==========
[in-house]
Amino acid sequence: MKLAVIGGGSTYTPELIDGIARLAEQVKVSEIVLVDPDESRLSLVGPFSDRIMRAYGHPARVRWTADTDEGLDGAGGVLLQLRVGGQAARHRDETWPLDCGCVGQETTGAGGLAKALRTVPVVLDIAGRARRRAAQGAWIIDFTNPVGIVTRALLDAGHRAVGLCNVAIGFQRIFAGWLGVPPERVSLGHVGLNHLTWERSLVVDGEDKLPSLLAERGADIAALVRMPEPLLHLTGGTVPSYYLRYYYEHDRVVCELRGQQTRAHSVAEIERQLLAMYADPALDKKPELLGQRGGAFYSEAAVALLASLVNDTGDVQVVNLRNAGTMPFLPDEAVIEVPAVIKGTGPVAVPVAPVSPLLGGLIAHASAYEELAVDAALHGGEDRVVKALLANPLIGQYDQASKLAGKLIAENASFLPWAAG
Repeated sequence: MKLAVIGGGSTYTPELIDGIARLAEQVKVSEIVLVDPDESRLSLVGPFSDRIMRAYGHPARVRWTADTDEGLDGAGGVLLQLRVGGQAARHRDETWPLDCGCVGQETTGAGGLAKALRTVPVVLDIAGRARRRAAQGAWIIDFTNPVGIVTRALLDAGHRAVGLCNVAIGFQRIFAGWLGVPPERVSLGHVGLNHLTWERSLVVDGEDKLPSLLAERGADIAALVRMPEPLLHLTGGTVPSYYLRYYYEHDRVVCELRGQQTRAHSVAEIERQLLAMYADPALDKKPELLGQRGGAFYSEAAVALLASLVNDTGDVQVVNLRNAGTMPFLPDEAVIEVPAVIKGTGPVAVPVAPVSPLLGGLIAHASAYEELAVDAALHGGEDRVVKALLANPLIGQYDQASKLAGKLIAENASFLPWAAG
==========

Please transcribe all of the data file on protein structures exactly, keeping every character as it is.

[in-house]
Amino acid sequence: MKLAVIGGGSTYTPELIDGIARLAEQVKVSEIVLVDPDESRLSLVGPFSDRIMRAYGHPARVRWTADTDEGLDGAGGVLLQLRVGGQAARHRDETWPLDCGCVGQETTGAGGLAKALRTVPVVLDIAGRARRRAAQGAWIIDFTNPVGIVTRALLDAGHRAVGLCNVAIGFQRIFAGWLGVPPERVSLGHVGLNHLTWERSLVVDGEDKLPSLLAERGADIAALVRMPEPLLHLTGGTVPSYYLRYYYEHDRVVCELRGQQTRAHSVAEIERQLLAMYADPALDKKPELLGQRGGAFYSEAAVALLASLVNDTGDVQVVNLRNAGTMPFLPDEAVIEVPAVIKGTGPVAVPVAPVSPLLGGLIAHASAYEELAVDAALHGGEDRVVKALLANPLIGQYDQASKLAGKLIAENASFLPWAAG
Repeated sequence: MKLAVIGGGSTYTPELIDGIARLAEQVKVSEIVLVDPDESRLSLVGPFSDRIMRAYGHPARVRWTADTDEGLDGAGGVLLQLRVGGQAARHRDETWPLDCGCVGQETTGAGGLAKALRTVPVVLDIAGRARRRAAQGAWIIDFTNPVGIVTRALLDAGHRAVGLCNVAIGFQRIFAGWLGVPPERVSLGHVGLNHLTWERSLVVDGEDKLPSLLAERGADIAALVRMPEPLLHLTGGTVPSYYLRYYYEHDRVVCELRGQQTRAHSVAEIERQLLAMYADPALDKKPELLGQRGGAFYSEAAVALLASLVNDTGDVQVVNLRNAGTMPFLPDEAVIEVPAVIKGTGPVAVPVAPVSPLLGGLIAHASAYEELAVDAALHGGEDRVVKALLANPLIGQYDQASKLAGKLIAENASFLPWAAG